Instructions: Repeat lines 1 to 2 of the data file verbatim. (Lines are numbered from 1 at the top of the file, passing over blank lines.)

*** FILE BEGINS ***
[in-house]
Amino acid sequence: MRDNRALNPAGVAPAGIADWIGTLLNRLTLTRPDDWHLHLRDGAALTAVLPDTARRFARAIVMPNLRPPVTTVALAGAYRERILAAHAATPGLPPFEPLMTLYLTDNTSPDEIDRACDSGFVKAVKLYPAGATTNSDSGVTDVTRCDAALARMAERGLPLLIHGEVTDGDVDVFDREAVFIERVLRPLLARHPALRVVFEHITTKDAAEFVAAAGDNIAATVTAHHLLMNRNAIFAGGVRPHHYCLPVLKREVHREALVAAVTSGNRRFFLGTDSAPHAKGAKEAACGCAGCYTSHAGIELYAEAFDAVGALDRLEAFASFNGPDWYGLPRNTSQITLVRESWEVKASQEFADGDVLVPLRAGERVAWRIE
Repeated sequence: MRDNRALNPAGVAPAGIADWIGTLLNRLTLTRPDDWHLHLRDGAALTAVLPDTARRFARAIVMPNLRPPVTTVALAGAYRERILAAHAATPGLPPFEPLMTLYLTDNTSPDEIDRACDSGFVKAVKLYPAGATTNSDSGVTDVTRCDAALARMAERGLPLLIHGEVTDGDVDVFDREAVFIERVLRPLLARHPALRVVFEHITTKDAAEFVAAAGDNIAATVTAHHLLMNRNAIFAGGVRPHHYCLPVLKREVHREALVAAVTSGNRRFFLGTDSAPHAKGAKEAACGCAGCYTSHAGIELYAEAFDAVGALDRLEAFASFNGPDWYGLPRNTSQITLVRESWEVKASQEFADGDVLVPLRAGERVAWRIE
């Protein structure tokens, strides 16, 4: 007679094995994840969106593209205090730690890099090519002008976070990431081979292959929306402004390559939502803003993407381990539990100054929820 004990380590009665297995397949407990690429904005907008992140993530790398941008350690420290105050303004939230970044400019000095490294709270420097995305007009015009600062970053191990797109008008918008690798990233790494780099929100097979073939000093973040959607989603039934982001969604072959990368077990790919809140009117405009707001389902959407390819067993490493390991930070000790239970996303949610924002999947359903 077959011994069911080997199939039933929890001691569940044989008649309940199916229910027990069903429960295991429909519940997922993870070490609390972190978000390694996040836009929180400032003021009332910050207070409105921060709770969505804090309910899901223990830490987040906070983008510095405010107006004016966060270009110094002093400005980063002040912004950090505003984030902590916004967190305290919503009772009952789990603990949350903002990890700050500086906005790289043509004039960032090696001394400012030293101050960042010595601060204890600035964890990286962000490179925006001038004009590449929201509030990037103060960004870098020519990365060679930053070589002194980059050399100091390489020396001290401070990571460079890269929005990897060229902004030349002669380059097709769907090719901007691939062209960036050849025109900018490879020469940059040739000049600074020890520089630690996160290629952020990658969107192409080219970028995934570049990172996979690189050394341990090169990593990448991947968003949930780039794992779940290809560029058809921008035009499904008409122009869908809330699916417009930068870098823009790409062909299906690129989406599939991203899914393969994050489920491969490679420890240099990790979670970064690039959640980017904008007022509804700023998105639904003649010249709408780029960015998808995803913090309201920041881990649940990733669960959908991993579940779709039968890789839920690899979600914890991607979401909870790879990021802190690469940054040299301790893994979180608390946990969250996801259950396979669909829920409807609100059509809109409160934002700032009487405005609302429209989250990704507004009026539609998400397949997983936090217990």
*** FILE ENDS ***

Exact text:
[in-house]
Amino acid sequence: MRDNRALNPAGVAPAGIADWIGTLLNRLTLTRPDDWHLHLRDGAALTAVLPDTARRFARAIVMPNLRPPVTTVALAGAYRERILAAHAATPGLPPFEPLMTLYLTDNTSPDEIDRACDSGFVKAVKLYPAGATTNSDSGVTDVTRCDAALARMAERGLPLLIHGEVTDGDVDVFDREAVFIERVLRPLLARHPALRVVFEHITTKDAAEFVAAAGDNIAATVTAHHLLMNRNAIFAGGVRPHHYCLPVLKREVHREALVAAVTSGNRRFFLGTDSAPHAKGAKEAACGCAGCYTSHAGIELYAEAFDAVGALDRLEAFASFNGPDWYGLPRNTSQITLVRESWEVKASQEFADGDVLVPLRAGERVAWRIE